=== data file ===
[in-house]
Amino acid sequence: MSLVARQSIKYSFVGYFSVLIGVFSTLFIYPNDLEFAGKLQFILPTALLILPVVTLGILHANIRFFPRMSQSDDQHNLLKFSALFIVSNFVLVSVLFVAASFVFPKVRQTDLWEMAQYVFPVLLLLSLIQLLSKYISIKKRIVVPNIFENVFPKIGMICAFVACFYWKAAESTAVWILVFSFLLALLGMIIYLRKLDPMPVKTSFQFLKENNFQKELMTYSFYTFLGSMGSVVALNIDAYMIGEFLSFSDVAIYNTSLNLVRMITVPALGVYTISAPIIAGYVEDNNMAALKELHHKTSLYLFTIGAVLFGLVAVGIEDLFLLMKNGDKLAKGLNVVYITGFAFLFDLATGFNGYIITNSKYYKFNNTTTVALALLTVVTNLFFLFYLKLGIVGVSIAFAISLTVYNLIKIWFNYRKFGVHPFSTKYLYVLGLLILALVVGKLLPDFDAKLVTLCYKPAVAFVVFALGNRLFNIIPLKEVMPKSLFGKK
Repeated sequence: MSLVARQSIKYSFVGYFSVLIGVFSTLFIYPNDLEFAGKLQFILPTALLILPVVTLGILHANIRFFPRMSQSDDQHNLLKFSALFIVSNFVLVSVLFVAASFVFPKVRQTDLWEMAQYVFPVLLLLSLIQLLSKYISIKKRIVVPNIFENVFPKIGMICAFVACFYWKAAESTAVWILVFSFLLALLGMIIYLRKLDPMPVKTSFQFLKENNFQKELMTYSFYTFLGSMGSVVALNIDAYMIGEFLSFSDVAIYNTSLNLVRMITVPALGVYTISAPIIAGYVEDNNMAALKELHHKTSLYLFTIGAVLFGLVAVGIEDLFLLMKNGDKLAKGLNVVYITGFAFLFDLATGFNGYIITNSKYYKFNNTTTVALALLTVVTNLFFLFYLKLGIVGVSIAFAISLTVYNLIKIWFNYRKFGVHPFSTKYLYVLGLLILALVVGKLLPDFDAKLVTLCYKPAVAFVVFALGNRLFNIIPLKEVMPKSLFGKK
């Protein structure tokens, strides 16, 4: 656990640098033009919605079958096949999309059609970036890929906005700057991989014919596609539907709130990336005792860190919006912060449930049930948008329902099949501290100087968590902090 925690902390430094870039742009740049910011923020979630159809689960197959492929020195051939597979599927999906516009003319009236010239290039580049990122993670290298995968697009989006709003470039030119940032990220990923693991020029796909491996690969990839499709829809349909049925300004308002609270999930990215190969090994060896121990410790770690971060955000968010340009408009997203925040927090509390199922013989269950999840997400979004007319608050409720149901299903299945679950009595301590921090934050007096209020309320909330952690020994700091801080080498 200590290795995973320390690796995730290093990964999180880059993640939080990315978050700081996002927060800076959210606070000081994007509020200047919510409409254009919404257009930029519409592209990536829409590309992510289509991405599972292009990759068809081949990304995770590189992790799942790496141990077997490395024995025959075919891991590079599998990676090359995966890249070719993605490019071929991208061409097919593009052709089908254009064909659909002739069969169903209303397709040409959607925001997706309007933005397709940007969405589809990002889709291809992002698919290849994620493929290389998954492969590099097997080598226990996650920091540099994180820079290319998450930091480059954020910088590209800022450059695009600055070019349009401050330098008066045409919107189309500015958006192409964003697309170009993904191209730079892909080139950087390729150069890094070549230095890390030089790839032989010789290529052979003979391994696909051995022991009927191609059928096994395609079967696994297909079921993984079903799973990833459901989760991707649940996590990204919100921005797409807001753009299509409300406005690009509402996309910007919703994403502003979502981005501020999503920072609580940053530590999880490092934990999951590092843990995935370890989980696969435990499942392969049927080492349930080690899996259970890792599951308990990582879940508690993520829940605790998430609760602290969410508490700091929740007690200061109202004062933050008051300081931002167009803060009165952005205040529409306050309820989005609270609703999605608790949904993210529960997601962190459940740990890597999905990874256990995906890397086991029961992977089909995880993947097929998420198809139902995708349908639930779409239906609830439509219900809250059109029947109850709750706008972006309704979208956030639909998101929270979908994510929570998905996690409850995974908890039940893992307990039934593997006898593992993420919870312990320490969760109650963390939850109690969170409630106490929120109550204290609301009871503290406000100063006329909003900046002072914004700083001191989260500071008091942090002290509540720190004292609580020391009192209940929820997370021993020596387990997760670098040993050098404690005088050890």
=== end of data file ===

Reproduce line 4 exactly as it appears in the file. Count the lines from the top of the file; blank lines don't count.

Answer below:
């Protein structure tokens, strides 16, 4: 656990640098033009919605079958096949999309059609970036890929906005700057991989014919596609539907709130990336005792860190919006912060449930049930948008329902099949501290100087968590902090 925690902390430094870039742009740049910011923020979630159809689960197959492929020195051939597979599927999906516009003319009236010239290039580049990122993670290298995968697009989006709003470039030119940032990220990923693991020029796909491996690969990839499709829809349909049925300004308002609270999930990215190969090994060896121990410790770690971060955000968010340009408009997203925040927090509390199922013989269950999840997400979004007319608050409720149901299903299945679950009595301590921090934050007096209020309320909330952690020994700091801080080498 200590290795995973320390690796995730290093990964999180880059993640939080990315978050700081996002927060800076959210606070000081994007509020200047919510409409254009919404257009930029519409592209990536829409590309992510289509991405599972292009990759068809081949990304995770590189992790799942790496141990077997490395024995025959075919891991590079599998990676090359995966890249070719993605490019071929991208061409097919593009052709089908254009064909659909002739069969169903209303397709040409959607925001997706309007933005397709940007969405589809990002889709291809992002698919290849994620493929290389998954492969590099097997080598226990996650920091540099994180820079290319998450930091480059954020910088590209800022450059695009600055070019349009401050330098008066045409919107189309500015958006192409964003697309170009993904191209730079892909080139950087390729150069890094070549230095890390030089790839032989010789290529052979003979391994696909051995022991009927191609059928096994395609079967696994297909079921993984079903799973990833459901989760991707649940996590990204919100921005797409807001753009299509409300406005690009509402996309910007919703994403502003979502981005501020999503920072609580940053530590999880490092934990999951590092843990995935370890989980696969435990499942392969049927080492349930080690899996259970890792599951308990990582879940508690993520829940605790998430609760602290969410508490700091929740007690200061109202004062933050008051300081931002167009803060009165952005205040529409306050309820989005609270609703999605608790949904993210529960997601962190459940740990890597999905990874256990995906890397086991029961992977089909995880993947097929998420198809139902995708349908639930779409239906609830439509219900809250059109029947109850709750706008972006309704979208956030639909998101929270979908994510929570998905996690409850995974908890039940893992307990039934593997006898593992993420919870312990320490969760109650963390939850109690969170409630106490929120109550204290609301009871503290406000100063006329909003900046002072914004700083001191989260500071008091942090002290509540720190004292609580020391009192209940929820997370021993020596387990997760670098040993050098404690005088050890």